While I agree that the ELCIC needs more missionaries and I am sad to see our program being farmed out to the ELCA, its a product of our over extended infrastructure. And all this keeping mind that the ELCIC has done missions in very different ways than traditional church sponsored missionaries in the past 25 years since its birth.

    Pastor Erik

  3. Preston says:

    Erik,
    Very good thoughts. I appreciate your comments about the value of CLWR, and I agree, we do need to factor them more strongly into the equation.
    Many of these organizations were started generations ago and I wonder if we, in our generation, need to be catalysts for a new missional movement? I grew up in a denomination that placed a high value on over-seas cross-cultural ministry. Many young people aspired to be missionaries and annual short-term mission trips to Eastern Europe, Africa, and South America were all normative in my childhood congregation. Today we send some money, but fail to experience (and thus value) missions ourselves.

  4. Ty Ragan says:

    Hi Preston,
    I would like to raise the question on how we are defining missionaries? If we are to be the missional incarnate church within our communities then each pew warmer is a missionary to their own ministry in the word whether that is being a parent, a co-worker, however God has called us to live in faith in this world.
    Shalom;
    Ty

  5. Preston says:

    Ty,
    Thanks for your comments. I agree that every person in the pew is a missionary in their community. I also believe that ever person in the pew is a pastor (if we take the priesthood of all believers seriously). Yet we still train, hire, and pay pastors, and rightly so.

    Similarly, I think we need to train and support missionaries. I spent time at the Xingu Mission Porto de Moz base in Brazil and was inspired by what supported missionaries can do. Richie and Cristie are base leaders there, they have river boats to deliver medical aid, water filters, and the hope of Jesus up and down the Xingu River. They find money to send local leaders to Bible School for a year or two in Southern Brazil so that they can return to lead the growing church in rural areas. They provide jobs to local people who build and deliver water filters, and they’ve seen thousands of North Americans come down and contribute in meaningful ways; returning to their homes transformed. My wife, cousin, and friends are all mission-minded because of a few (supported) missionaries in Brazil. It spreads like wild-fire through the church. It’s a fire we in the ELCIC need to light up again.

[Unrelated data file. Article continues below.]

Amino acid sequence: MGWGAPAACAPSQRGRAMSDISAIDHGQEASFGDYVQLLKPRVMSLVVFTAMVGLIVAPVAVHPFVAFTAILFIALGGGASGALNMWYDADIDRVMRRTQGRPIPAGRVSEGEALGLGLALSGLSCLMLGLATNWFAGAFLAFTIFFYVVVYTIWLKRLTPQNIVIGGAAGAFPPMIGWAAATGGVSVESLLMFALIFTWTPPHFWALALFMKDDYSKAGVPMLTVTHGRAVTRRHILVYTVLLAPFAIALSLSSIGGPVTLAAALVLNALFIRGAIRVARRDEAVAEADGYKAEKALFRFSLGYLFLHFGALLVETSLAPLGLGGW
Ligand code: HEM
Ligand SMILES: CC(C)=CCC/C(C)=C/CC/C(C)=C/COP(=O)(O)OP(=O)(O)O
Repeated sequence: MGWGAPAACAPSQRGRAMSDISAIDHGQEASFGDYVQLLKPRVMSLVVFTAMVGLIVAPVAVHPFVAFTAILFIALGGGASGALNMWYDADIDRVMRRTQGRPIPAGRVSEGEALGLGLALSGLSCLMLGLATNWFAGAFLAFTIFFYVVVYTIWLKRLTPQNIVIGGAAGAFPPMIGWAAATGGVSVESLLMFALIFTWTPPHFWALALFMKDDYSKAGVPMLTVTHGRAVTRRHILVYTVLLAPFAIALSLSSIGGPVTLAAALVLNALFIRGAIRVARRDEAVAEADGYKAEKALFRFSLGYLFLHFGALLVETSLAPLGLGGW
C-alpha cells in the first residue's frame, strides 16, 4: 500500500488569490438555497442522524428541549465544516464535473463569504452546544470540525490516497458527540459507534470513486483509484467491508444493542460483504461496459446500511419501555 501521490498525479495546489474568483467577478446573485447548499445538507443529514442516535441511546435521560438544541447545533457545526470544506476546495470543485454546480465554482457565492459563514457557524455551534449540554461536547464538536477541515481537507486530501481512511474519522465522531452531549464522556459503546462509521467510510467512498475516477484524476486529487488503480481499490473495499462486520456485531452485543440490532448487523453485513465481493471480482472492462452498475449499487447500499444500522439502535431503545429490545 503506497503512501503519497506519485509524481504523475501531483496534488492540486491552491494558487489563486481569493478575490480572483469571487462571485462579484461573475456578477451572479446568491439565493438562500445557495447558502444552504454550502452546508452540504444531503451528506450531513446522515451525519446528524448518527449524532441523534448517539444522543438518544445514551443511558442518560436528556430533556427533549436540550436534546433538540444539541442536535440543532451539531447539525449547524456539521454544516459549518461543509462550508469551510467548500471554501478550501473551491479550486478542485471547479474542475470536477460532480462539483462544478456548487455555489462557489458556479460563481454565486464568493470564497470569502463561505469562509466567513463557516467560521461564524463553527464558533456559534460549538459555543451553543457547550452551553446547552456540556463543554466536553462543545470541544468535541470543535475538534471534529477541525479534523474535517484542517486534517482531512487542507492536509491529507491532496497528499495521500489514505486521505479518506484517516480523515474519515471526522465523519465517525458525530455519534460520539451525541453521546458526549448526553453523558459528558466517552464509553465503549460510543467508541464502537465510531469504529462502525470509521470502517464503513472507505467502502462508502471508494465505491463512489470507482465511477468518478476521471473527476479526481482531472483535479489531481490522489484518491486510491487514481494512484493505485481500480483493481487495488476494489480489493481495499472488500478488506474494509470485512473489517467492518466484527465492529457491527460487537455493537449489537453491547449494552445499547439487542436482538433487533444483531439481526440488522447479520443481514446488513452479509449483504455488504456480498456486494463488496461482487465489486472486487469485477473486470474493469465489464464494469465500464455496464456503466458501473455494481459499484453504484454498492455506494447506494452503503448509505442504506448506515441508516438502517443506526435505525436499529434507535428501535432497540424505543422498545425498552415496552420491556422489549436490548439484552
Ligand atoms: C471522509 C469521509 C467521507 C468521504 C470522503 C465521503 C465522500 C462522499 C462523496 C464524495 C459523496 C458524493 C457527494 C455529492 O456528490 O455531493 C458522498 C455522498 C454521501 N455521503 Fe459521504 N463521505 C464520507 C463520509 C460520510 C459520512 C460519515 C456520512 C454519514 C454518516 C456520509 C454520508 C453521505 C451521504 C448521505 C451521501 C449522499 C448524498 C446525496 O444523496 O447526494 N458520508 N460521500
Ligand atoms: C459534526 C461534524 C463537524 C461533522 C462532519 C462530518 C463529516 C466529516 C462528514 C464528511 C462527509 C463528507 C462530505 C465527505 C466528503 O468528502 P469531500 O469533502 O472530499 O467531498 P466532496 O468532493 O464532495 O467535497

I agree that we are all pastors, but we need a Pastor to learn what that means. Likewise we are all missionaries, but we need Missionaries like Richie and Christie to blaze the trail, learn the language, and show us what it all looks like.

    ‘Missional’, for some, has become an excuse to stay in Canada and close our wallets. But that’s not missional at all, we’re called to get out there. I hope we do.

  6. Ty Ragan says:

    Hmmm…intriguing thoughts, when in Seminary I was apart of a short term missions research consortium that struggled with the question of what was mission, what did this mean to look like? Is this still a valid way of ministering travelling to other lands as the western church? Especially when we look to the South (America) and all the lawsuits that have cropped up over the frauds of Short-Term Vacation Missions.
    Now, having said all this, it is true that spiritual formation can come from missionary work in other lands, but this formation can happen by being “missional” in our own land, how many shelters, food banks, etc. can use our support and hands?
    It takes me back to something we once attempted a few years ago in Ottawa, closing the churches Easter Sunday and mobilizing to go out and make a true impact in celebration of the resurrection.
    There are many times in the year when several Mosques in Calgary close for the weekends and all members mobilize through the shelter system in service, what if churches did this?
    So my challenge when I read the word missional is actually defining what it is that we are asking of one another?